When Claude the French Bulldog was a puppy, he had this annoying habit of biting at my heels. Thankfully he seems to have grown out of it and it was probably due to his teething stages. But with other dogs, they can be obsessed with feet and even bite ankles. It’s problem behavior. But why do dogs nip at your heels, and can you stop it?
Why does my dog bite at my feet when I walk? Ankle and feet biting can will often be a hereditary trait from when dogs used to be used for herding or guarding livestock. Biting feet is emulating the herding behavior they were initially bred for. It can also be due to puppy teething, or for the dog to assert authority over you.
Why does my dog bite my feet when I walk?
Some dogs will develop a fascination for human feet and ankles at an early age. As they start to teethe, they develop a liking for using their mouth instead of their paws to pick and move objects.
Handy Hint: For more information on teething, read this guide to the different stages of teething and what to expect from your puppy.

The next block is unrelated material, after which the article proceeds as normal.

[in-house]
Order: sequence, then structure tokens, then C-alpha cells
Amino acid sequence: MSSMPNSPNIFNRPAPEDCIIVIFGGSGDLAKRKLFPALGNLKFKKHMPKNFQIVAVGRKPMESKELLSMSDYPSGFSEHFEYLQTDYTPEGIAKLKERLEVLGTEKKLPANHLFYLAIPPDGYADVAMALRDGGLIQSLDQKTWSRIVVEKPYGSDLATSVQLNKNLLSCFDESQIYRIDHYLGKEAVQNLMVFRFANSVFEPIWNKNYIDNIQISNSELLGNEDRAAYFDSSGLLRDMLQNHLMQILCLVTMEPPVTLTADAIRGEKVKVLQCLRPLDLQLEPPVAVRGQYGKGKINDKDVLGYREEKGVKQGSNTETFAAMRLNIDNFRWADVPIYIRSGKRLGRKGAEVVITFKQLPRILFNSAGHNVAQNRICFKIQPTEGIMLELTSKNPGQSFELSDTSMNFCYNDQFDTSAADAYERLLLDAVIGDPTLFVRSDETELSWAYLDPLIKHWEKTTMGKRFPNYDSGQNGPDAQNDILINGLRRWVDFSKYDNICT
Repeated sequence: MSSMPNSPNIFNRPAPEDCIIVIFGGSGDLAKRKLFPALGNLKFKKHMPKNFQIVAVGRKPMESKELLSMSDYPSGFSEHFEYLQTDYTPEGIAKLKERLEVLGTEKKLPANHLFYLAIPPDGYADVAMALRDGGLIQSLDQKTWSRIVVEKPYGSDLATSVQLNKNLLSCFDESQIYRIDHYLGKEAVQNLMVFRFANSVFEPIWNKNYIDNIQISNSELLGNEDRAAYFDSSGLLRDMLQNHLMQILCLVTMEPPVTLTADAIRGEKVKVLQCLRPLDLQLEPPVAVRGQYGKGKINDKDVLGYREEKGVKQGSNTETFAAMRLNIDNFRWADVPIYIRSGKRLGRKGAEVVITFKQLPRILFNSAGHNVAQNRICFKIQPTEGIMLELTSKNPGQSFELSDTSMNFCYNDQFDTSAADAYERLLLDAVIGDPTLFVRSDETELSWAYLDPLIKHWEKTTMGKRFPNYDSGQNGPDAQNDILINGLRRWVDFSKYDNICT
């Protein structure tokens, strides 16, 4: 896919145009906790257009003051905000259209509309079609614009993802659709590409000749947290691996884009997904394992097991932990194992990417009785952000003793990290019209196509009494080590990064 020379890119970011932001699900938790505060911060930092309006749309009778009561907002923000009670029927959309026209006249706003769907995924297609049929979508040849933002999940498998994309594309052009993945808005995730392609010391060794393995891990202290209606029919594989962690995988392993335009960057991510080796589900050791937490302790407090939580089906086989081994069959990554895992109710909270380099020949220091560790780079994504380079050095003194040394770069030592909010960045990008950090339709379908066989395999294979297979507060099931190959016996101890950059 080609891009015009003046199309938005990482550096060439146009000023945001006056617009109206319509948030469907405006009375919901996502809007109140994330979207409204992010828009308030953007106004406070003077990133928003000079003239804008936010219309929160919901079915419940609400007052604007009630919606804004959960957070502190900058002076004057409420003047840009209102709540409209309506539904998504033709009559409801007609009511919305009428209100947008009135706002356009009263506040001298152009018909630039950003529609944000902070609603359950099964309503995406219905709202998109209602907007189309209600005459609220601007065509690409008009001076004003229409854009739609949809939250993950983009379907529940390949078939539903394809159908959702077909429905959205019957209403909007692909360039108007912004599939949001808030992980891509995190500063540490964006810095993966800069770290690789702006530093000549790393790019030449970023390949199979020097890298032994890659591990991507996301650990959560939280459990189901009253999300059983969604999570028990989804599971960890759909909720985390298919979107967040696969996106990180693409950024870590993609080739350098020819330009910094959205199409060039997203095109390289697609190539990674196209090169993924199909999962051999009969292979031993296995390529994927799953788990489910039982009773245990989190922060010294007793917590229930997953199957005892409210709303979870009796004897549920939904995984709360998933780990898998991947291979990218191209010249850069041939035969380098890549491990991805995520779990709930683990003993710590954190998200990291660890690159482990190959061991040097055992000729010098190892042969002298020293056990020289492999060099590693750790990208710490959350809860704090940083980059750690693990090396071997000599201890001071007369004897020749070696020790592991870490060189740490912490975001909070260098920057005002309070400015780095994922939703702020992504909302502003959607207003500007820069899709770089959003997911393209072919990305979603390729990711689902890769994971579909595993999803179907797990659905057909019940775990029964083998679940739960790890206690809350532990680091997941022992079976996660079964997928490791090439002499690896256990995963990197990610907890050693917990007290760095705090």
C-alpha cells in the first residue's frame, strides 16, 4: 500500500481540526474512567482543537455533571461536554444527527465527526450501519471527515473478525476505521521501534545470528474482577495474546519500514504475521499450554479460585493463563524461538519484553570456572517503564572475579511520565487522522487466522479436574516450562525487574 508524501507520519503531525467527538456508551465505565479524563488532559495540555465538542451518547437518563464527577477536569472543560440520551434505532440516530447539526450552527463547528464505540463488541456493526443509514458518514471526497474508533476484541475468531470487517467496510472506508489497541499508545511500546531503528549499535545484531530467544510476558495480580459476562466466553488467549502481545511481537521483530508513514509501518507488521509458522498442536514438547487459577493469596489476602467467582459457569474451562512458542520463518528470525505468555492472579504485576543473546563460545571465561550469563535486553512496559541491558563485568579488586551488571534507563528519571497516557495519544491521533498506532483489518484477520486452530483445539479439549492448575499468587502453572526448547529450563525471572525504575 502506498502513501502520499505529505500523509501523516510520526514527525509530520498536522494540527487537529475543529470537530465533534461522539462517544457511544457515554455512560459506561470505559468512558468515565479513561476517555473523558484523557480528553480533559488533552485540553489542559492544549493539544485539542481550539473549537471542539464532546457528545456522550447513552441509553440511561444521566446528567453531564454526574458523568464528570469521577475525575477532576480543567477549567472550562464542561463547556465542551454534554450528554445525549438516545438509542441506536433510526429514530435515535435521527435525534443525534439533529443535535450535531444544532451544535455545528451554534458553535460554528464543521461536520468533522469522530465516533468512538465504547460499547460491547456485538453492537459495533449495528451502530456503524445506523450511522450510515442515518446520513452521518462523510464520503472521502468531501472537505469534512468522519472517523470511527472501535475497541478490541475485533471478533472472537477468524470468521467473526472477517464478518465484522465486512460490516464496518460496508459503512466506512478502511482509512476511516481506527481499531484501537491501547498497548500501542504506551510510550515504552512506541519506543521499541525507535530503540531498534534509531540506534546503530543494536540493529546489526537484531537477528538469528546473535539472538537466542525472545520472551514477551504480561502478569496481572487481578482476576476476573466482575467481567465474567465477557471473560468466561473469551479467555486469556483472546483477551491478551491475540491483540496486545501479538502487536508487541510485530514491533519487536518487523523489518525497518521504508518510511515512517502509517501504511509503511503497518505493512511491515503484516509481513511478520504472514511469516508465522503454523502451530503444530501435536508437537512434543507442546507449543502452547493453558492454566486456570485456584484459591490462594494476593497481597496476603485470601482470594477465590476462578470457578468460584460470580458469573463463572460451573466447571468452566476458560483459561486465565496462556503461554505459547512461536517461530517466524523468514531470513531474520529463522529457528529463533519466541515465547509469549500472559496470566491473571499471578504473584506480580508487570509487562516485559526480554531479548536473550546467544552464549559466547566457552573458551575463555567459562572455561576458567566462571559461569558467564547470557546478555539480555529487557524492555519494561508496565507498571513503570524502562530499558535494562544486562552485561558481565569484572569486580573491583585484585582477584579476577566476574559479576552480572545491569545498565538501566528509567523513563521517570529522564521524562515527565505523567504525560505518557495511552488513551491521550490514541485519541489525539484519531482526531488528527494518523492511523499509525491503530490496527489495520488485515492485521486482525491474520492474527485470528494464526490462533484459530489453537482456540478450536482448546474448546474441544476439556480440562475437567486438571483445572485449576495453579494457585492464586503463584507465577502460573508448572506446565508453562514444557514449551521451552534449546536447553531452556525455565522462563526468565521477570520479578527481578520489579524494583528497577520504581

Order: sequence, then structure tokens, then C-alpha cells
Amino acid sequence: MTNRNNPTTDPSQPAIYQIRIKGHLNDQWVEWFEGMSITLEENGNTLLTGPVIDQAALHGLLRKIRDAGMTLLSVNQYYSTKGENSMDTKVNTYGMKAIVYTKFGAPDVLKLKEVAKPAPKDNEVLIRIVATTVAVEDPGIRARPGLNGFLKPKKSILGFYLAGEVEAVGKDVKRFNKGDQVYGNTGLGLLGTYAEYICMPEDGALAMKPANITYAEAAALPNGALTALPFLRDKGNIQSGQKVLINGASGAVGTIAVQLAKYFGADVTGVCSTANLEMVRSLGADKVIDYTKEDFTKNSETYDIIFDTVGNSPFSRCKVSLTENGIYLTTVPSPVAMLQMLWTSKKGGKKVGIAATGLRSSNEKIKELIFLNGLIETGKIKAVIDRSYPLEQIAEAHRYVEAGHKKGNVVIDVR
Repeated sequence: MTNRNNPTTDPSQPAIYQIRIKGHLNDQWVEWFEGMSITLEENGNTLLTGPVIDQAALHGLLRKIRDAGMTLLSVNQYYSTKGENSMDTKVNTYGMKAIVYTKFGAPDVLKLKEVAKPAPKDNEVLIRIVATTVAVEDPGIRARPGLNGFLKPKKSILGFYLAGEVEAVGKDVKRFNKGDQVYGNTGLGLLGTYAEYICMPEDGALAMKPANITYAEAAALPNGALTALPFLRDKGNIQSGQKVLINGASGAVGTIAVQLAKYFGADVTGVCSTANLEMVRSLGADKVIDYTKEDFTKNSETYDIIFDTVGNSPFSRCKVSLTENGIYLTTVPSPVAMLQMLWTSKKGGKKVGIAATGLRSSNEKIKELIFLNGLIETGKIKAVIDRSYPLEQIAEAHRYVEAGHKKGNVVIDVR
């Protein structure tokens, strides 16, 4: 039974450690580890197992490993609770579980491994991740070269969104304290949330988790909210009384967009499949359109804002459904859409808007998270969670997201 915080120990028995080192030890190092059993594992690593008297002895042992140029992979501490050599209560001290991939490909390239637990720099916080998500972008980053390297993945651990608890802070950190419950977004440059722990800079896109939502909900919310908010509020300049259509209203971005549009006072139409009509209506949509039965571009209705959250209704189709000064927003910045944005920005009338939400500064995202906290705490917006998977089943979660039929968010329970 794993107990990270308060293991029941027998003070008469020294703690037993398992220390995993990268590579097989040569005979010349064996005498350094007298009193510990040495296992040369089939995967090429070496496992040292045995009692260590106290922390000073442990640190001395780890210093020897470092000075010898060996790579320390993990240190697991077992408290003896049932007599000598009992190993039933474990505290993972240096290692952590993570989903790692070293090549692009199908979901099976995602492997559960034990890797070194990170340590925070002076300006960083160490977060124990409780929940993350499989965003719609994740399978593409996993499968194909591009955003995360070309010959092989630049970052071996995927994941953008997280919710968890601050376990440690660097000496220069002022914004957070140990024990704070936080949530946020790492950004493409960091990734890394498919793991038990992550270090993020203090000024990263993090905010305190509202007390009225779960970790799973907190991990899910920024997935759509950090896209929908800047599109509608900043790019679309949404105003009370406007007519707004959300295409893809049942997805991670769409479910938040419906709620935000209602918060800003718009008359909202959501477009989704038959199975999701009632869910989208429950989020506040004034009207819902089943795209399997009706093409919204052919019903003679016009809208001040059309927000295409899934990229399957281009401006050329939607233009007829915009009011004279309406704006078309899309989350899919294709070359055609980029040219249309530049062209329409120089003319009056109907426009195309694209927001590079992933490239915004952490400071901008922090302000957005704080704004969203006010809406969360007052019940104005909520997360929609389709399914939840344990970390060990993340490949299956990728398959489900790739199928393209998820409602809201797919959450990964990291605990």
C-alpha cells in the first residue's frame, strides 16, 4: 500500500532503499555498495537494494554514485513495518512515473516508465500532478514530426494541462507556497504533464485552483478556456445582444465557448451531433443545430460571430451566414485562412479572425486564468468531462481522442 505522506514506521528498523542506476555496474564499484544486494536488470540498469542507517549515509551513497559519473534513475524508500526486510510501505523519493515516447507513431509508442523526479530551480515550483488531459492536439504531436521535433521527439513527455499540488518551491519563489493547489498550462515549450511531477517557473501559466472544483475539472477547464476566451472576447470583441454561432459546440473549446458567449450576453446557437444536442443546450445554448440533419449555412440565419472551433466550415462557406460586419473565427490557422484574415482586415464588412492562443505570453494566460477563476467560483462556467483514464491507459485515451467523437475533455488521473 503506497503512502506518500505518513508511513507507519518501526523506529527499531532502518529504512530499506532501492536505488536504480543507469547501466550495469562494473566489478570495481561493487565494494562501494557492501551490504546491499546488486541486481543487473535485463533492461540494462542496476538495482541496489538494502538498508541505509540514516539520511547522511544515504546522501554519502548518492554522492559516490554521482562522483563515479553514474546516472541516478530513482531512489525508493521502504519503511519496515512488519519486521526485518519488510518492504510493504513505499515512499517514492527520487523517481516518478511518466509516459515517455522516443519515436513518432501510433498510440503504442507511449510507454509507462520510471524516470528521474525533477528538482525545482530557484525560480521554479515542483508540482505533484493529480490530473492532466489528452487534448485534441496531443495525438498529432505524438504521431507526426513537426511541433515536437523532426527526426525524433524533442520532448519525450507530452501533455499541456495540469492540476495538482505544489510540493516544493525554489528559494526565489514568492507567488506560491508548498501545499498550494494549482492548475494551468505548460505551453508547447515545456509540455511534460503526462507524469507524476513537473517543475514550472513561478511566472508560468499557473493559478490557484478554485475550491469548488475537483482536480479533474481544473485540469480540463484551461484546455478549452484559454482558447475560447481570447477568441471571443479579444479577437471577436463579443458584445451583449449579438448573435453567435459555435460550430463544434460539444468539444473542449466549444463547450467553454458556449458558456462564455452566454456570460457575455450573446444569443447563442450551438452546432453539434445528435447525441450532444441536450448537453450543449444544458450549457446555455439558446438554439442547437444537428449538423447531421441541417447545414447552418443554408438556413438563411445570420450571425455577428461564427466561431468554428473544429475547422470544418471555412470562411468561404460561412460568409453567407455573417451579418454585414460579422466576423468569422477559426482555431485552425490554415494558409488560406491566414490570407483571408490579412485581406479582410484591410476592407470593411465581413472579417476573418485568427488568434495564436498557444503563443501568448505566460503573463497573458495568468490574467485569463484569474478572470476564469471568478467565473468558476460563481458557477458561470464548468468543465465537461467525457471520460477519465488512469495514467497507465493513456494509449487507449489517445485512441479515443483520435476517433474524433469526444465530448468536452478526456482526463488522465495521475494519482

This might be cute at first but may grow into an aggressive and harmful behavior as they develop into adults.
As I also described earlier, dogs have been used to herd animals and livestock, and this was how they used to herd animals around. Some people believe this is still buried deep within their psyche, and a hereditary trait from earlier times.
Why do dogs nip at your heels?
Some canine breeds are “hard-wired” to nip at peoples heals. Some of them include Corgi, Aussie, Dachshund, Maremma sheepdogs, Great Pyrenees, Border Collie, Bernese Nountain dogs, and heelers.
An adult dog that nips at its owner’s heels was probably never taught how not to do so when it was a puppy. It’s possible that its owner didn’t teach it how to nip gently or chew toys either.
Dogs spend a lot of time investigating, chewing, and playing with objects. They use their mouth and teeth to investigate objects as well as people’s feet. This behavior is often cute and harmless when the dog is less than seven weeks old. After that, it becomes endearing.
Remember that hitting and slapping your dog for nipping may cause him to bite more aggressively. Avoid subjecting him to any forms of punishment such as whacking on the nose, scruff shaking, and sticking fingers down his throat. These may scare him.
Should your dog ever wound anyone through aggression or play, it’s advisable to seek medical help. A tiny break, tear, or puncture on your skin increases the chances of infection.
Wash the injury immediately before applying any antibacterial ointments. Use a sterile bandage to cover it.
If you experience any swelling, pus, or redness, consult a medical expert. Deep bites that do not stop bleeding may require stitching.
If you’re unaware of the dog’s vaccination records, seek medical attention as you might need a tetanus shot.
Why does my dog attack people’s feet?